It’s one of those things that many of us feel even though we’re all different. At the same time the feeling of being different is quite a personal, individual and inner feeling. I’m writing from personal experience, but would love to hear your story of why you feel different either in your everyday life or in certain situations. Previously, I wrote about how I grew up with people assuming I was mute. I wouldn’t say a word and was painfully quiet and shy. I’d be energetic and silly at home, but when it came to being surrounded by people I didn’t know well, I felt like a snail protected by my shell. The first time I opened up was when I played a snail in my primary school play.
Perhaps you were left out in school growing up because you were a quiet soul and you didn’t put much effort in fitting in. You might prefer talking to people you know you’ll form a meaningful friendship with. Although, now that I’m a little older, it’s polite to make some small kind of conversation with people even if you know it’s not going anywhere or if you don’t feel a spark. Til today, there are moments when I’m calm and don’t feel like pretending to be energetic. I’ll read, write, study or daydream in my room where it feels safe and quiet. This is also quite a common thing for some introvert’s and HSP’s in order to unwind.
I was reading the article here, which said Being different is a source of connection and belonging. How true is that? For example, the article mentions creative people, introverts and minorities and how we are able to find true belonging with other people. Being different simply means being who we are. There is this feeling of being different for those who don’t have many friends. I’m the sort of person who only has a small few friends that I allow into my trust circle. The feeling of being different may also be because I like to spend a lot of time by myself. Reading at the library, writing at home, going to the cinema, sitting at a cafe, walking alone and so on.
Feeling like an outsider or being a lone wolf are words that may have negative connotations, but shouldn’t be. I grew up being told that I’m shy, quiet, soft spoken, very polite and the list goes on. Those are the very things I embrace now. Then there’s the thing of giving the impression of being a distant person, when you know you’re a kind and caring person at heart. Actions speak louder than words. It’s such an important saying to remember, because often us quiet souls may not talk to many people, but our actions express what’s inside. There is also the struggle of expressing oneself completely eloquently and fluidly with words that are the same in our mind.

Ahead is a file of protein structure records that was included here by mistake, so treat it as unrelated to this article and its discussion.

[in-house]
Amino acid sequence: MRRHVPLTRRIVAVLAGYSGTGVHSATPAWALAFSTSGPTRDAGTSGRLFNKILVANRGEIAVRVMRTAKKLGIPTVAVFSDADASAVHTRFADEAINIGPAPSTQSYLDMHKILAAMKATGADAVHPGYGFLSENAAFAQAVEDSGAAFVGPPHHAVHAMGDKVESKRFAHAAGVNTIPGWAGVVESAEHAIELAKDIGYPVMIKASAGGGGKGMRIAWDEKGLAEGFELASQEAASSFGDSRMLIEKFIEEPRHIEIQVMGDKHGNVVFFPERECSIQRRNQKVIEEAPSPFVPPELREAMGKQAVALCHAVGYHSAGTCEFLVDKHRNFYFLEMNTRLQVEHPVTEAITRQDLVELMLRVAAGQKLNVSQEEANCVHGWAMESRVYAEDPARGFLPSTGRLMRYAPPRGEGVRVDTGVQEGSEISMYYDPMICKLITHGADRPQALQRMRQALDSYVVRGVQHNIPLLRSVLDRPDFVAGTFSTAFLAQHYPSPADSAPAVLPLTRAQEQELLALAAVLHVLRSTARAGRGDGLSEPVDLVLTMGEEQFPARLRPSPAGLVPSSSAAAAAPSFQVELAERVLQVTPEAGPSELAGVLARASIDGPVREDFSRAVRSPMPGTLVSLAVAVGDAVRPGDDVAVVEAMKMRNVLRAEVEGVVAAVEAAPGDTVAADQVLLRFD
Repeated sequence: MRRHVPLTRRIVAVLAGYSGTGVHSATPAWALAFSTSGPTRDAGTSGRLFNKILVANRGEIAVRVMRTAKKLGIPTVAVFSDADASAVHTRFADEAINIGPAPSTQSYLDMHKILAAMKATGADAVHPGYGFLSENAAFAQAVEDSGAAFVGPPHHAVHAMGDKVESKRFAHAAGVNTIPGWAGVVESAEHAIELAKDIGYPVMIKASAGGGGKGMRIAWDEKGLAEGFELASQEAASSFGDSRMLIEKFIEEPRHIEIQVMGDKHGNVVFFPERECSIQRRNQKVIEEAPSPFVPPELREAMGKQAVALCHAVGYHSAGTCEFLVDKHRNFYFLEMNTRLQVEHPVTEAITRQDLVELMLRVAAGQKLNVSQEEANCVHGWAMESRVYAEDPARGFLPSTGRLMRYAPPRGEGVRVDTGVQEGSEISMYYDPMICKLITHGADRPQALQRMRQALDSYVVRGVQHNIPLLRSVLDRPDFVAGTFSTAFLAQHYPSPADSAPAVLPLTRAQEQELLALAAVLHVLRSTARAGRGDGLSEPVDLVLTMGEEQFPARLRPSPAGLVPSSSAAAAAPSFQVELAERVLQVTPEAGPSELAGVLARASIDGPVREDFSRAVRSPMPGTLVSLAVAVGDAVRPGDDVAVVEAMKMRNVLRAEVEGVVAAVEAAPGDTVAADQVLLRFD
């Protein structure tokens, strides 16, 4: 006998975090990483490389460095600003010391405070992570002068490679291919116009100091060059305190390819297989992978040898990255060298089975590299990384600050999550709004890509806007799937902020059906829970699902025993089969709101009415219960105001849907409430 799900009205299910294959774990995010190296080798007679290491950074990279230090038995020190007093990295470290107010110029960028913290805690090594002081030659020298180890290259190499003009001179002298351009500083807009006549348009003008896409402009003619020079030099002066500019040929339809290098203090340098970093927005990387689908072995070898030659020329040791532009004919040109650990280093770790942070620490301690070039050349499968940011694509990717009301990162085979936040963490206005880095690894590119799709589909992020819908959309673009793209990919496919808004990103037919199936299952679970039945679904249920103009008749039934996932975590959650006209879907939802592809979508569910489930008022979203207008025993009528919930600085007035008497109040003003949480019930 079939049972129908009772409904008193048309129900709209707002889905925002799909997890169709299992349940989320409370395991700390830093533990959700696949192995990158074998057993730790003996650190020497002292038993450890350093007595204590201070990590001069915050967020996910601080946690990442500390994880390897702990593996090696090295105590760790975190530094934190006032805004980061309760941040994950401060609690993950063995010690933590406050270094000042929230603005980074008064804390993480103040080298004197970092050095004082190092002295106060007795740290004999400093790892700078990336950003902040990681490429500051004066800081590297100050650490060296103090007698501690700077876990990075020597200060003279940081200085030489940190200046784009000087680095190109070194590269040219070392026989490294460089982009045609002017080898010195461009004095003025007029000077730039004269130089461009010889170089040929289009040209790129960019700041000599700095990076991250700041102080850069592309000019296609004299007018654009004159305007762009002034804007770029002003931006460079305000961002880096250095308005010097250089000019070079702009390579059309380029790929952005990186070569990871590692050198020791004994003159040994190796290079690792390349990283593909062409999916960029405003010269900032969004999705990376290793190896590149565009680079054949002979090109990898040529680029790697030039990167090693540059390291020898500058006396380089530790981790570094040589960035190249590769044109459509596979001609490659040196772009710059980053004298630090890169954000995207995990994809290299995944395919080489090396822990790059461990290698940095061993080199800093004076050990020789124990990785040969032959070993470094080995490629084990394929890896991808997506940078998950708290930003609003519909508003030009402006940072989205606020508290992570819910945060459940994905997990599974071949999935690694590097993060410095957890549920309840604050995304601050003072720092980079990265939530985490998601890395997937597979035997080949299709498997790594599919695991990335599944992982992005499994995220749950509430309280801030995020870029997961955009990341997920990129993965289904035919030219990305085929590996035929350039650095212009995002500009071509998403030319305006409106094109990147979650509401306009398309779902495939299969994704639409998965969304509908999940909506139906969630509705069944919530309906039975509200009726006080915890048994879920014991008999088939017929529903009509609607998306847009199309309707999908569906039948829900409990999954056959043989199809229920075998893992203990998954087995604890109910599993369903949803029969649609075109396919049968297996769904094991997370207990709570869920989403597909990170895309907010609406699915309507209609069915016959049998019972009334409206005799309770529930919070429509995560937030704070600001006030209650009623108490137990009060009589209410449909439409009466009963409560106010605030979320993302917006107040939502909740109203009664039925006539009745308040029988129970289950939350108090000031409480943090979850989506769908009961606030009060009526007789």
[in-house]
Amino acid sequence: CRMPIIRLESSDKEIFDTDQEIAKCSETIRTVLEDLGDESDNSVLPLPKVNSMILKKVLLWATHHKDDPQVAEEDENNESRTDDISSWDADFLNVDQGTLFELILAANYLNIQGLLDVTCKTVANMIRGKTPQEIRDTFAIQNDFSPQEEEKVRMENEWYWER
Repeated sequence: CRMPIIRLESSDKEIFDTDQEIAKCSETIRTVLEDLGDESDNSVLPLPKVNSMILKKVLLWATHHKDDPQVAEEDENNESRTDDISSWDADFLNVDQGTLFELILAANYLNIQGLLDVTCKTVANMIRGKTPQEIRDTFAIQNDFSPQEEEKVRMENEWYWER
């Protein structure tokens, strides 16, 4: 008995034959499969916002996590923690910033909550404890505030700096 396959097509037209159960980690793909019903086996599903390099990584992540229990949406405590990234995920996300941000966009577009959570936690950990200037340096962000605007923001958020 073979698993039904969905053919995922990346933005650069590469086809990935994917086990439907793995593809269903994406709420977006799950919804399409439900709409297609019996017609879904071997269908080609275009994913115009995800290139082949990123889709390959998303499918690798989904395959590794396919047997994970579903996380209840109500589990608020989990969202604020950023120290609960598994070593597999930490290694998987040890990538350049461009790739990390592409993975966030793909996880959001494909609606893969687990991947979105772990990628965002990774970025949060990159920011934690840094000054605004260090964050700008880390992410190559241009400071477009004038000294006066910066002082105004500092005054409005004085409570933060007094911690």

If you’re naturally a slightly awkward person, you will also understand that feeling of not being quite what’s expected, but then also growing up learning to fully embrace who you are. The worse thing to do is to pretend to be someone you’re not, because being who you are is beautiful. Confidence doesn’t equate to being loud. I’ve always been a more one on one person, unless I’m very close to the people I’m surrounded by. I remember in kindergarten, I would play on my own and til this day, I prefer spending more time alone than with other people. If you’re quite a private person, there can also be that feeling of only opening up to certain people.
If you matured at a young age then there is that feeling of being different, because your perspective is different to those similar age with you. I’m quite an intense person, and can be serious especially on first impression and on the other hand I can seem happy and smiley on a first impression. I don’t know if this is an INFJ thing (or perhaps I’m generalising), but I can really sense when someone is being fake or pretending to be nice. There’s this desire to not interact too much with people like that, because it makes me feel superficial. If you’ve been or are going through mental health, then it can sometimes bring about the feeling of being different. You might feel anxiety for certain things, that other people would not second guess.
If you grew up being left out or leaving yourself out, you might feel a preference of letting friendships or relationships happen naturally in serendipity. Most of us may be very particular in the sense that we need to interact with someone who understand things like our sense of humour. I wrote this post last year on the difficulty of making friends as an INFJ, because it takes us time (perhaps even years) to truly open up to certain people. Remember that everyone is different. There will always be people who are trying to be the same, but even then no two people are the same. Embrace who you are, because that’s the person you’re meant to be.